Muse Bihi Abdi, president of Somaliland plants a tree in Hargeisa, Somaliland. Shown R-L: Somaliland Minister of Environment Shukri Ismail Bandare, Minister of Agricultural Development Ahmed Mumin Seed. In the background accompanied by police commander, General Abdilahi Fadal Iman, former spokesman of the presidency. Director of Ministry of Environment, Director General of the Presidency Mohamed Ali Bile, Minister of Defense Cise Ahmed Yusuf. Photo Credit: Hamse Ahmed Ismail, Especial Presidency Photographer.

Somaliland president launches new annual reforestation day

Fighting drought with trees

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WAGENINGEN, Netherlands (Landscape News) – A new “Somaliland National Tree Day” reforestation initiative will be held each year to address one of the most severe environmental threats faced by the semi-autonomous region in the Horn of Africa.

A devastating six-year drought in Somaliland has killed off animals and left livestock farmers searching for alternate sources of income from charcoal production, which has led to extensive deforestation, said a university professor attending a workshop on landscape governance organized by the University of Wageningen in the Netherlands.

Sied Muhumed Jibril, vice president for Academic and Research at Somaliland’s University of Hargeisa, spoke with Landscape News about the government’s new reforestation initiative, established to counter the effects of deforestation caused by people cutting trees down.

“They don’t know that cutting the trees is again cyclically affecting the livelihood of the community,” Jibril said, referring to the exacerbation of drought caused by deforestation.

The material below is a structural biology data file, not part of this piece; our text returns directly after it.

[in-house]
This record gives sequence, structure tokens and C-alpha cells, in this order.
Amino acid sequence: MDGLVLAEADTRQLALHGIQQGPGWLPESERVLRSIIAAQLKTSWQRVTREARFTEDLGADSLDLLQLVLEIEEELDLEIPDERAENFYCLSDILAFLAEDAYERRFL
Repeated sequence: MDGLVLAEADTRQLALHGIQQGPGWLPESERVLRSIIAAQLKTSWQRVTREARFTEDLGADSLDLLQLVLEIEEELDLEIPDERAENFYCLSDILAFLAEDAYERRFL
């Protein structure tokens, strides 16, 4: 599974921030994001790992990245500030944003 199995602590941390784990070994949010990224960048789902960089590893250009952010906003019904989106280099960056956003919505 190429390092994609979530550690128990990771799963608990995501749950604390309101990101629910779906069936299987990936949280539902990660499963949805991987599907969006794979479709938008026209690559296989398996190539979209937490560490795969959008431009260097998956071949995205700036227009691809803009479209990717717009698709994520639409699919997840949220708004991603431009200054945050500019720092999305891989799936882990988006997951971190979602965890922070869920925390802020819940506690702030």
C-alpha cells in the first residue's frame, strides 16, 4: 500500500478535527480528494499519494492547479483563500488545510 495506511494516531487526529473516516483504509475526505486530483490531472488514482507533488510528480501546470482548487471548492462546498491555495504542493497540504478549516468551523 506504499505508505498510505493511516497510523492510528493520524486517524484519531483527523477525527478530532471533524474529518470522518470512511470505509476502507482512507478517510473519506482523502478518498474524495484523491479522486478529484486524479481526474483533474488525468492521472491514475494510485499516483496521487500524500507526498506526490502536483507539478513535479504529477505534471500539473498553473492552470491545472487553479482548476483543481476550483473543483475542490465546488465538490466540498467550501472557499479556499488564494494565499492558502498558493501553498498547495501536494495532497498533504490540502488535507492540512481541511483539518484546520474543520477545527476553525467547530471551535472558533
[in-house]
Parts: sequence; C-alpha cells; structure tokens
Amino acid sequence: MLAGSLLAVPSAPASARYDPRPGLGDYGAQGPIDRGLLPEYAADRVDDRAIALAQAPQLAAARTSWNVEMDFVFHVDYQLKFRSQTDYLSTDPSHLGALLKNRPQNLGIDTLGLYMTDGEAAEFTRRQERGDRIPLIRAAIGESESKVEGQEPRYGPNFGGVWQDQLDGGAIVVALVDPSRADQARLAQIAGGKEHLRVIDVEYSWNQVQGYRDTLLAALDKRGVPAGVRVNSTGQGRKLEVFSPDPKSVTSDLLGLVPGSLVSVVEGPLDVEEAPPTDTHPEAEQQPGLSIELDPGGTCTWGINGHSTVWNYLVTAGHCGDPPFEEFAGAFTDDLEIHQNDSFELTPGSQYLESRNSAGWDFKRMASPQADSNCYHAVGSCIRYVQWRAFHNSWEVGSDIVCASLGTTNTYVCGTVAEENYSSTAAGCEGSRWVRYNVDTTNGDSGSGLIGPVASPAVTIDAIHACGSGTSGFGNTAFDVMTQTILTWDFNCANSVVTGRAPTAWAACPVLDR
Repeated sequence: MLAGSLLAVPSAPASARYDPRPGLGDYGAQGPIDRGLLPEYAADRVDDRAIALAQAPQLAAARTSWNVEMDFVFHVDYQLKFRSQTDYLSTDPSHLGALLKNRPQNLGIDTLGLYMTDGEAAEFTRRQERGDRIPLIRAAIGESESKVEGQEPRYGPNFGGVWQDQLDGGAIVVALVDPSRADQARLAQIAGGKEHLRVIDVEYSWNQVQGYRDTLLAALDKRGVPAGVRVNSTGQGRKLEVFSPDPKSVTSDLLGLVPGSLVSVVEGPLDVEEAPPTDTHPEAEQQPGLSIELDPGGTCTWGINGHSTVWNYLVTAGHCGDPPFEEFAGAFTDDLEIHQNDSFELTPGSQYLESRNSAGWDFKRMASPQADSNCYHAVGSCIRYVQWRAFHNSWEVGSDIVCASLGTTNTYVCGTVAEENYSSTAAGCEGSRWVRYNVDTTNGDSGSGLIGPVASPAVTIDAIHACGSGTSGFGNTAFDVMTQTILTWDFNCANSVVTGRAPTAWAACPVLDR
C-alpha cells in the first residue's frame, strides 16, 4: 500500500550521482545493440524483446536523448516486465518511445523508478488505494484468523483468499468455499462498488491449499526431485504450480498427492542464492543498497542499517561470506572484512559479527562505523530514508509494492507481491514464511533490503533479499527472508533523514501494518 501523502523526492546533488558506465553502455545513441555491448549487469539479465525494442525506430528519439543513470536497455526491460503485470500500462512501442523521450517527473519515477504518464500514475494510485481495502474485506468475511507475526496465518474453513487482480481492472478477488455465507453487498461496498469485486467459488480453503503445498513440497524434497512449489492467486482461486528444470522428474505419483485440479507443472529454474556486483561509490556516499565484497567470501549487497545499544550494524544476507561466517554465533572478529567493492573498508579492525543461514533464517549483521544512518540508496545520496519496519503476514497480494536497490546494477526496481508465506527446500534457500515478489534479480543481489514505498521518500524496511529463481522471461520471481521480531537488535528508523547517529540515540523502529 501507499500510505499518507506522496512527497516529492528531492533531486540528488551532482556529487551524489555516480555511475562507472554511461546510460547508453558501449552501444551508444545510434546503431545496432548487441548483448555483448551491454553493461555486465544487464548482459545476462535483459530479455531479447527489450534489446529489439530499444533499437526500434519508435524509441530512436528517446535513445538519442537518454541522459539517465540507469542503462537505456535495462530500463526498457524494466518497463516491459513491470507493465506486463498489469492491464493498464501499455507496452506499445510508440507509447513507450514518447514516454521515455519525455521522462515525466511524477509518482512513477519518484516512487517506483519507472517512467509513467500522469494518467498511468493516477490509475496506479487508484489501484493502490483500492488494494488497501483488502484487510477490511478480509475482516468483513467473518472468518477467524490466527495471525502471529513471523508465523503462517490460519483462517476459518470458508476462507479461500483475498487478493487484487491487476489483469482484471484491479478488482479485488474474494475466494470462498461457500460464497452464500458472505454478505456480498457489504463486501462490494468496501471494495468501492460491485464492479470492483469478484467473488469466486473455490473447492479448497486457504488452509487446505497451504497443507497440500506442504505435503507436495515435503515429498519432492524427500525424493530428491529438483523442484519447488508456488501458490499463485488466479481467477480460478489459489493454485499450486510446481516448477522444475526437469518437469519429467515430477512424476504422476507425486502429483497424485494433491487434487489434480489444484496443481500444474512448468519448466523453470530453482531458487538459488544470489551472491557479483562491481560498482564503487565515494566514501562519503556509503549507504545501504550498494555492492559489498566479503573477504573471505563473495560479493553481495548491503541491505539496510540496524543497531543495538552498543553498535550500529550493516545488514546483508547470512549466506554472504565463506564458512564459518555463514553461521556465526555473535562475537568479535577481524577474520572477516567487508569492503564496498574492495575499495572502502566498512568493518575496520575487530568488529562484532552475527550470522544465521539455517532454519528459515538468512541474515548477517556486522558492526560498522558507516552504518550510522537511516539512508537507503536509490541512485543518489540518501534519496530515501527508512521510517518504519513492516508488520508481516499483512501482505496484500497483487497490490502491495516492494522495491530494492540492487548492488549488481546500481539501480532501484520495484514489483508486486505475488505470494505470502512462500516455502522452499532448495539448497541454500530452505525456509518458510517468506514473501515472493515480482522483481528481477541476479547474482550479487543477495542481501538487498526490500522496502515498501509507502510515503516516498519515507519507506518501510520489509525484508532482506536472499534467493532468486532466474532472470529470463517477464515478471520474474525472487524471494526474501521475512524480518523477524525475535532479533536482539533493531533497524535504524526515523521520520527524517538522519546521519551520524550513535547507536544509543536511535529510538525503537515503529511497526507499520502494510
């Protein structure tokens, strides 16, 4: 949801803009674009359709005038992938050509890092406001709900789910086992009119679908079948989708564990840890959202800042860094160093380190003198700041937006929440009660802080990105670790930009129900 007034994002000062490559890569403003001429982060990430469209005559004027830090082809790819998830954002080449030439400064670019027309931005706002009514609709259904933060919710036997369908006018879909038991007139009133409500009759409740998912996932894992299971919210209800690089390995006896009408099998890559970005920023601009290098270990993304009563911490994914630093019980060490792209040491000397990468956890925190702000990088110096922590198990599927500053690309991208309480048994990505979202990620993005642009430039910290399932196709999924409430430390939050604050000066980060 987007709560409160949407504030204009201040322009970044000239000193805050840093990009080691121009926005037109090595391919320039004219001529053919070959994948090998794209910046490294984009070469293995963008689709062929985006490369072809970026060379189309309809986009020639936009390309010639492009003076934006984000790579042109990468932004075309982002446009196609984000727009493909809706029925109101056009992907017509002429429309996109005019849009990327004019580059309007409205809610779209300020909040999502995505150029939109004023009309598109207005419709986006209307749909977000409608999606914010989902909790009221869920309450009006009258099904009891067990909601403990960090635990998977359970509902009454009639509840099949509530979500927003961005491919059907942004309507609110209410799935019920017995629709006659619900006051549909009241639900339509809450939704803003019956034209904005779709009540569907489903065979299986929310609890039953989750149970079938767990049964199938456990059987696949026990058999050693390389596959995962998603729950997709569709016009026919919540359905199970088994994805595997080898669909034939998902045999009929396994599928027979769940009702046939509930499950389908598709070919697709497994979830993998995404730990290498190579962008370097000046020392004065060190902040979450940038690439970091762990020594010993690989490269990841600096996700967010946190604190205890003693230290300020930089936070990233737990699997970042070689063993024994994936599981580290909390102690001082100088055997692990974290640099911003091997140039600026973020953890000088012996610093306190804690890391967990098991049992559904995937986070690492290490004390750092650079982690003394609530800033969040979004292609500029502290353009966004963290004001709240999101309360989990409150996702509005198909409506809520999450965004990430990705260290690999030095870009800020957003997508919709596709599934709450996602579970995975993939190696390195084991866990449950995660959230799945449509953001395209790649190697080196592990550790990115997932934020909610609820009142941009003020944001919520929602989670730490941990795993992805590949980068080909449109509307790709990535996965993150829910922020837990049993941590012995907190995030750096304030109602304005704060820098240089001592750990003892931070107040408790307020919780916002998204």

On April 15, Somaliland President Muse Bihi Abdi launched a program to embrace efforts against deforestation and decreed that millions of trees should be planted to restore depleted forests.

For the inaugural Somaliland National Tree Day, the 4 million residents of Somaliland were encouraged to plant 100,000 trees, stop cutting trees down and discuss environment challenges in an effort to create awareness on the best ways to fight the severe long-lasting drought that has devastated the region.

Degradation in Somaliland, which wants independence from Somalia but is not recognized internationally, occurs in large measure due to charcoal consumption, illegal trade and export, according to a report from the Somali Ecological Society.

Additionally, clearing of vegetation, overgrazing, soil erosion, deforestation and general depletion of natural resources have led to biodiversity loss.

“This is a good achievement which can maintain the environment, which can protect the environment and which can sustain the environment,” Jibril said. “It will be a great opportunity not to again have such drought.”

Find out more about restoration initiatives throughout Africa at the Global Landscapes Forum GLF Nairobi summit, August 29-30, 2018Click here




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